what is it about charred and burnt food?

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grilled corn on the cob doesn’t need butter, but if you must, by all means do!

The skies are cloudy and moody. Outside, it looks more like fall than being right smack dab in the middle of summer. Peeking at the 7 day forecast, tells me this is my one and only opportunity this week to use the oven without heating up the house to beyond uncomfortable levels; the 90’s are returning.

Having spent the morning at the farmstand gathering red and yellow cherry tomatoes, Italian prune-plums, beets, potatoes and cilantro I was set for the weekly menu that I’d scratched out on a torn piece of yellow legal pad. My organizational skills are usually a little more technical, but not today. And, that is ok.


my affinity for green beans went beyond when I started roasting them


Returning home with the bounty that seems greater to me than any buried treasure full of gold and silver and jewels, I scrubbed, snipped and pinched dirt, stems and ends from the candy-like cherry tomatoes, hairy-rooted beets and perfectly tiny green beans. Each precious vegetable was spattered with olive oil and sea salt and placed in the oven to roast at 425 degrees, where the magic browning and charring happens.


charred tomatoes, rich, condensed flavor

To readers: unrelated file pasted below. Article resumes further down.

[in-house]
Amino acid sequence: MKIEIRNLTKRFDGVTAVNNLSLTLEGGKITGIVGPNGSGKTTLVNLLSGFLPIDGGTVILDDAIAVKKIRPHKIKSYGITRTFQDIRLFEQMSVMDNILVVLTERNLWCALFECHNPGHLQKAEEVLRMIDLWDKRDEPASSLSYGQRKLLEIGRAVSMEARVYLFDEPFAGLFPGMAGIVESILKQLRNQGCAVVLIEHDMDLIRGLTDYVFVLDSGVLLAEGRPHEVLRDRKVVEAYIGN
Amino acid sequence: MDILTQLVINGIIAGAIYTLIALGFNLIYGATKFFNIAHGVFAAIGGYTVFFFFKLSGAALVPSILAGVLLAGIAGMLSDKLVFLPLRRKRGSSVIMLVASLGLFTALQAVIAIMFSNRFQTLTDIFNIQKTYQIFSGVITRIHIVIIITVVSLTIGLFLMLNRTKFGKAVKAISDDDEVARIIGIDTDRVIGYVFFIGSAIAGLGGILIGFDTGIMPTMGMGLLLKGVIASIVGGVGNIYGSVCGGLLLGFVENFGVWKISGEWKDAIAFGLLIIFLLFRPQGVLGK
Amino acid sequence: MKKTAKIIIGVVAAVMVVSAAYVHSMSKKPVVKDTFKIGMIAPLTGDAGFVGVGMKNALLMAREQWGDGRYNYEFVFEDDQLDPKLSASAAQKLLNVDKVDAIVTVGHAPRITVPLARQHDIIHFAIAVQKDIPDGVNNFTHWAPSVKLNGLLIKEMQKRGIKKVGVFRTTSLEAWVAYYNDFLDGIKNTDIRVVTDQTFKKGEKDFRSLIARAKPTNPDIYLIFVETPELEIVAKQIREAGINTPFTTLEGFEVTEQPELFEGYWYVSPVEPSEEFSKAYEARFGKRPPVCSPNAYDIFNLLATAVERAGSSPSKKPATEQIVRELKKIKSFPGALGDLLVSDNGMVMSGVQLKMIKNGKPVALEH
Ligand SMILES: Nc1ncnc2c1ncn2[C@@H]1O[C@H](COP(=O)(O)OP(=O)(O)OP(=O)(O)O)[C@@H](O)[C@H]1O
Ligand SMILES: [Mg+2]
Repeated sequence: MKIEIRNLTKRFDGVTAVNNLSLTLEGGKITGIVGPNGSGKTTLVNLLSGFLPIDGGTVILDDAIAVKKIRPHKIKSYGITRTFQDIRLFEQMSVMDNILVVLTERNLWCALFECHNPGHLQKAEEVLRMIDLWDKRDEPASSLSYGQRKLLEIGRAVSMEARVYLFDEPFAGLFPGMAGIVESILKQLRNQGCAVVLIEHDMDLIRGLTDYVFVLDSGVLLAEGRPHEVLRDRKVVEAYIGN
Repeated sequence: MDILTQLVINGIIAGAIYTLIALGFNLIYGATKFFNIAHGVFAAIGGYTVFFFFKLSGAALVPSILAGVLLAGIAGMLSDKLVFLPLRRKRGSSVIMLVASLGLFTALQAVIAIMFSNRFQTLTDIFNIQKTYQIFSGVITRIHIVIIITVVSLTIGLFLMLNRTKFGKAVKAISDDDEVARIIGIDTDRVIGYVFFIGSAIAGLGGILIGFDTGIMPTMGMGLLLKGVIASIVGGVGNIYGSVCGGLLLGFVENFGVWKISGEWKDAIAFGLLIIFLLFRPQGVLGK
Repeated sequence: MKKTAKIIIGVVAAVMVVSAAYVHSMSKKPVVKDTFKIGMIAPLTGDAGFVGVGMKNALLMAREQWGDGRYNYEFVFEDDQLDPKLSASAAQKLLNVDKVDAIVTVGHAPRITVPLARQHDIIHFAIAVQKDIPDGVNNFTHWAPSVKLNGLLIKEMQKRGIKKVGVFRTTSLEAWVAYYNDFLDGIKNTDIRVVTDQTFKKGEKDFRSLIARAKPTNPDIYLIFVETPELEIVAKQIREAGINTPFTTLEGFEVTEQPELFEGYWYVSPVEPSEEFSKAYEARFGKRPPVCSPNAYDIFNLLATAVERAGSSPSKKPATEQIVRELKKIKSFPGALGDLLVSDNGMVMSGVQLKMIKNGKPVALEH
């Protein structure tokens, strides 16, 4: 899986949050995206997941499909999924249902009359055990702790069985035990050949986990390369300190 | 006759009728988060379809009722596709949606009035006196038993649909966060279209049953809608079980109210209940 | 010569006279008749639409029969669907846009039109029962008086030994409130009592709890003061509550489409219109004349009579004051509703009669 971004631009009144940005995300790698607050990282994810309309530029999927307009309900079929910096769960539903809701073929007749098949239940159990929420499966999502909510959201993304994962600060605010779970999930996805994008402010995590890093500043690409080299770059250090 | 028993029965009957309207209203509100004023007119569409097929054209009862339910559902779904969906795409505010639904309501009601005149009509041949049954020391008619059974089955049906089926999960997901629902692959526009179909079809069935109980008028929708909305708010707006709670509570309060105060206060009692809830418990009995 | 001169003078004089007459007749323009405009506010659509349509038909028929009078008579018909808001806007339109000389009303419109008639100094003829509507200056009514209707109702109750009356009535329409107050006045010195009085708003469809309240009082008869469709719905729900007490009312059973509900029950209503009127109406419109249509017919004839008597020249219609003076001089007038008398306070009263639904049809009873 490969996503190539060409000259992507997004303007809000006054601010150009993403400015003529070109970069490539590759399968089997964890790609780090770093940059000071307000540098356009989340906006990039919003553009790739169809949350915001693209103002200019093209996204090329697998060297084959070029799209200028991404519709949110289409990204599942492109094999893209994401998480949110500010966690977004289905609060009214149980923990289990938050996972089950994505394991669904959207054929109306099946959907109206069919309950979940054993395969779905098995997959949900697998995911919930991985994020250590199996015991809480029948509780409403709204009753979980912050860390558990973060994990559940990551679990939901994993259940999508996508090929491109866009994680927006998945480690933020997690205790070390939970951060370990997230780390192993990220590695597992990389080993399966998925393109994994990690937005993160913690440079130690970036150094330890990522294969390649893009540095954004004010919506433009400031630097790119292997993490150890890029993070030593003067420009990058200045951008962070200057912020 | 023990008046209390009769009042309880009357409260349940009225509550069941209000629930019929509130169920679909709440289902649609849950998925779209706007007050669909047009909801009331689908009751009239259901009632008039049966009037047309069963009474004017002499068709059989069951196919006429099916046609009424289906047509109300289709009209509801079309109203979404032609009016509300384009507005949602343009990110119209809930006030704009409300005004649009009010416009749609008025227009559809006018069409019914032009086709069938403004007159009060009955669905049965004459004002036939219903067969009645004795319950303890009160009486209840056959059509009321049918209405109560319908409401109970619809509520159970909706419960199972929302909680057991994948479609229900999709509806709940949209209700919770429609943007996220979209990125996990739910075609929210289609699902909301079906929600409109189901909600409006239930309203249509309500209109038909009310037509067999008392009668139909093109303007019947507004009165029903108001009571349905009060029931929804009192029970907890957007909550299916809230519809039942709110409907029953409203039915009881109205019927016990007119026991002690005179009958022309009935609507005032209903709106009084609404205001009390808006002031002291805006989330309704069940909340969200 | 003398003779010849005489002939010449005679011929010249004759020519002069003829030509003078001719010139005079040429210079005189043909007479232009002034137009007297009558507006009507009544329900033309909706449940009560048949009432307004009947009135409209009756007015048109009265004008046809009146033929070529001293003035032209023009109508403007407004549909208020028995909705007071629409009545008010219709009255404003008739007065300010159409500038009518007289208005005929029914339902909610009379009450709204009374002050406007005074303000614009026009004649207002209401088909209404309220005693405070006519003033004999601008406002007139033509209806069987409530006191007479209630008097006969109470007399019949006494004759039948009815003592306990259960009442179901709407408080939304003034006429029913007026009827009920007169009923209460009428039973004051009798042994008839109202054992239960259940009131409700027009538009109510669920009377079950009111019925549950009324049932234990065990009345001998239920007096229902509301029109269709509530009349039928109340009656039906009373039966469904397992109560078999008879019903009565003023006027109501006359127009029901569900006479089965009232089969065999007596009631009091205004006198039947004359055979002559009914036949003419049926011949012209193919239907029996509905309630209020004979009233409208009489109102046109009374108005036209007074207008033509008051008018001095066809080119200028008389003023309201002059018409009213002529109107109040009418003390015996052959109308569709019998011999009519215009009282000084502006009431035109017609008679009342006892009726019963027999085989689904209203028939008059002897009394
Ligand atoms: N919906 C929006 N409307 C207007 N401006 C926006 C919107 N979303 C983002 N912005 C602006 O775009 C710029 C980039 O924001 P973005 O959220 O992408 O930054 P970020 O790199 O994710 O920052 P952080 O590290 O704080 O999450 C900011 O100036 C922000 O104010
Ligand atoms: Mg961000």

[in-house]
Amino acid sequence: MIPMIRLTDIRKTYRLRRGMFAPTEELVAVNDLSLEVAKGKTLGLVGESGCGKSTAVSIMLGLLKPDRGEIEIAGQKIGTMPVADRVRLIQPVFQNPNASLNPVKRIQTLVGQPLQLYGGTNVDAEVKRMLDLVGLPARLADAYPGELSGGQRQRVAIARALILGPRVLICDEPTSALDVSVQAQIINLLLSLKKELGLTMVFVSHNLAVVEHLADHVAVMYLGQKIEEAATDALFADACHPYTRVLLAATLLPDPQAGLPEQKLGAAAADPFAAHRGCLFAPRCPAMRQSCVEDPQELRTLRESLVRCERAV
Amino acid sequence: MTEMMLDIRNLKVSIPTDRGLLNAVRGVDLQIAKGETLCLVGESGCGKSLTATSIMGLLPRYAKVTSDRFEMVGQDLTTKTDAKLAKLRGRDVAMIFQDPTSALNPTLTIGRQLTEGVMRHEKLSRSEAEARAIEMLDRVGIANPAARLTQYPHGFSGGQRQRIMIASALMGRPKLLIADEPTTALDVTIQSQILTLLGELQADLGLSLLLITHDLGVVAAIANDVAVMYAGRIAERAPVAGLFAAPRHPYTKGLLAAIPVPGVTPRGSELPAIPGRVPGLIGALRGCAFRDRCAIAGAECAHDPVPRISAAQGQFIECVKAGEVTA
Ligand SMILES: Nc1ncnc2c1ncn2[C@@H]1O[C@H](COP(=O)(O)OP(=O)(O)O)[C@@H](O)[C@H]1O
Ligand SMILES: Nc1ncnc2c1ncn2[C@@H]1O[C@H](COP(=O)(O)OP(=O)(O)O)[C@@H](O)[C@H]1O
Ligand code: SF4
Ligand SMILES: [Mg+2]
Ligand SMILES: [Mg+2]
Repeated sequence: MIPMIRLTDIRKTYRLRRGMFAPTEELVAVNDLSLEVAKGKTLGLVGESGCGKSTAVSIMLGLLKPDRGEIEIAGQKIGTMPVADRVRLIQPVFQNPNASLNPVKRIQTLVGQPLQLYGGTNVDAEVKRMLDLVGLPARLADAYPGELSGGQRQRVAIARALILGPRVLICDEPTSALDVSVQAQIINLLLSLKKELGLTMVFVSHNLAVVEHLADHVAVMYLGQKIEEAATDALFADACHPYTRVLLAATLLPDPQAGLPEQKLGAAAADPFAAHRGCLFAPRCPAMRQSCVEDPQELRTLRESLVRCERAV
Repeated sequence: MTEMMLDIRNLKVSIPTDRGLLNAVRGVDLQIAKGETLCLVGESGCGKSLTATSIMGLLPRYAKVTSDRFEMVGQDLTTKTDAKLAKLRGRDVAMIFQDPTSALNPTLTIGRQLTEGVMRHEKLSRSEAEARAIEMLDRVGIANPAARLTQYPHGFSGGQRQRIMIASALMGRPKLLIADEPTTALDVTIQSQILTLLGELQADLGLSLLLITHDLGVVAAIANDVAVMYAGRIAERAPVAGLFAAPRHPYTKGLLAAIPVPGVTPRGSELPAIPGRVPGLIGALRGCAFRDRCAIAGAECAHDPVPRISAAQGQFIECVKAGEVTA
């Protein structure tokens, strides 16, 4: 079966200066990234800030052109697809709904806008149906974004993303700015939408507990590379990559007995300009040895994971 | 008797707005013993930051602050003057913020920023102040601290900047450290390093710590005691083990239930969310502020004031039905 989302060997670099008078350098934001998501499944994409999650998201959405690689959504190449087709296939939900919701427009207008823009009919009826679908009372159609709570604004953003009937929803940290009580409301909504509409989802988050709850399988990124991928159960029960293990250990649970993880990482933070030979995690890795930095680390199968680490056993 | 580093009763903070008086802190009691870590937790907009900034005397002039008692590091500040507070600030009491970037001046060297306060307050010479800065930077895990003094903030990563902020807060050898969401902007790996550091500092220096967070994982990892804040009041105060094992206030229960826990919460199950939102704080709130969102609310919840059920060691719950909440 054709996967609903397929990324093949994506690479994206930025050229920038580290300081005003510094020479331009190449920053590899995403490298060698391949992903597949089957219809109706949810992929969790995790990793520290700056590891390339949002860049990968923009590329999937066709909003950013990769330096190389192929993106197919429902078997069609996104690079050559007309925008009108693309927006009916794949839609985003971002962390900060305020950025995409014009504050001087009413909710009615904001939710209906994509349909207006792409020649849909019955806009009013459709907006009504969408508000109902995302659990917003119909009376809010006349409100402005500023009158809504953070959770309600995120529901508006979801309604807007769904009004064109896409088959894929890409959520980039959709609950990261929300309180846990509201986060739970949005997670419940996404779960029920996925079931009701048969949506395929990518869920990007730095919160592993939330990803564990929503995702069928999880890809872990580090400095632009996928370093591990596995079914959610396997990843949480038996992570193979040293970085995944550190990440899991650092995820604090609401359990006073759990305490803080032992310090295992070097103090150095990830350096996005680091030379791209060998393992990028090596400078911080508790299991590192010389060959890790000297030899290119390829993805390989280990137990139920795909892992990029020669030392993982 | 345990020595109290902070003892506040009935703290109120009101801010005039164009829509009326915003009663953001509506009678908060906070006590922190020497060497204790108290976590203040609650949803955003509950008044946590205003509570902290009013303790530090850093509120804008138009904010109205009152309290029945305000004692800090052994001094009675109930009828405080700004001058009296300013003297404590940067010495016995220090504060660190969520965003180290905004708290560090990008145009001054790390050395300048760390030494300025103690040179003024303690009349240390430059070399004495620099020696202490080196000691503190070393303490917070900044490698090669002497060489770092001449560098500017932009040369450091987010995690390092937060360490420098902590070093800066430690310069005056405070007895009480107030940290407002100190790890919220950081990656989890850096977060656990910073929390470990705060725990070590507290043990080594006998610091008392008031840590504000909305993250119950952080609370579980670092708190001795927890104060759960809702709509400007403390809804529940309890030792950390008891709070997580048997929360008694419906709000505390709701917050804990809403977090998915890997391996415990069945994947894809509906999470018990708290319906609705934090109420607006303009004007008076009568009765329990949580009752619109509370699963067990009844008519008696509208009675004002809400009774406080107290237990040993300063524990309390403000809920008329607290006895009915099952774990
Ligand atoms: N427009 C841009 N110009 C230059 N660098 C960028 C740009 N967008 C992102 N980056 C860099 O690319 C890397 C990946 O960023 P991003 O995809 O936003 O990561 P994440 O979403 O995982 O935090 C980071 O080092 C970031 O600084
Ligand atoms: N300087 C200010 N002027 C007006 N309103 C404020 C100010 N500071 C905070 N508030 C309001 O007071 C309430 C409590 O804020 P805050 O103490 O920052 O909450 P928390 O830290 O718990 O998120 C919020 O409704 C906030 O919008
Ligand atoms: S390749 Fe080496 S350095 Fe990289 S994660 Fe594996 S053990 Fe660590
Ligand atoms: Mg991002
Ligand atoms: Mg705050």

charred tomatoes, rich, condensed flavor. they’ll be perfect with goat cheese-polenta


What is it about those browned bits on food that makes it so enticing?

I’m guessing it has something to do with caramelization and the Maillard reaction; a big scientific word for what occurs when heat meets up with the naturally occurring sugars and acids in food. A quick food-geek moment here: in simple terms, caramelization involves sugars only, while Maillard is both sugar and acid.

When this action happens on the bottom of a pan, while searing meat it’s called fond, which morphs into pan sauces and gravies that are taste bud enchantment. I might have used my finger on more than one occasion to have a taste or two. Not to mention the edges of a casserole dish. Lasagna is great, actually really great, but the crisp edges and tads of cheese stuck to the dish can’t be beat.


jalapenos stuffed with garlic char brilliantly on a well-used salt block


A simple answer to the question, “what is it about charred and burnt food?” is the flavor. It’s concentrated and intense, and I can’t get enough of it. If you think about steamed, poached or boiled foods, they lack that umami flavor that our palates crave. The ever so slight burnt pieces are crunchy and smoky (if done on a grill). Quite frankly, the scraped-off parts have a forever place in my gastronomic heart.

Question: do you char and pick the browned bits from the lasagna pan?



9 thoughts on “what is it about charred and burnt food?

      1. Depends! If I roast them, I generally keep it simple like you, olive oil and a little salt. I’ve used smoked paprika, and various spice blends. Sometimes I make a sauce like the chimichurri, pesto, or the Spanish romesco sauce to drizzle on top after roasting them.
        Love your pictures! I first looked at them late last night and started to drool! 😊

        Liked by 1 person

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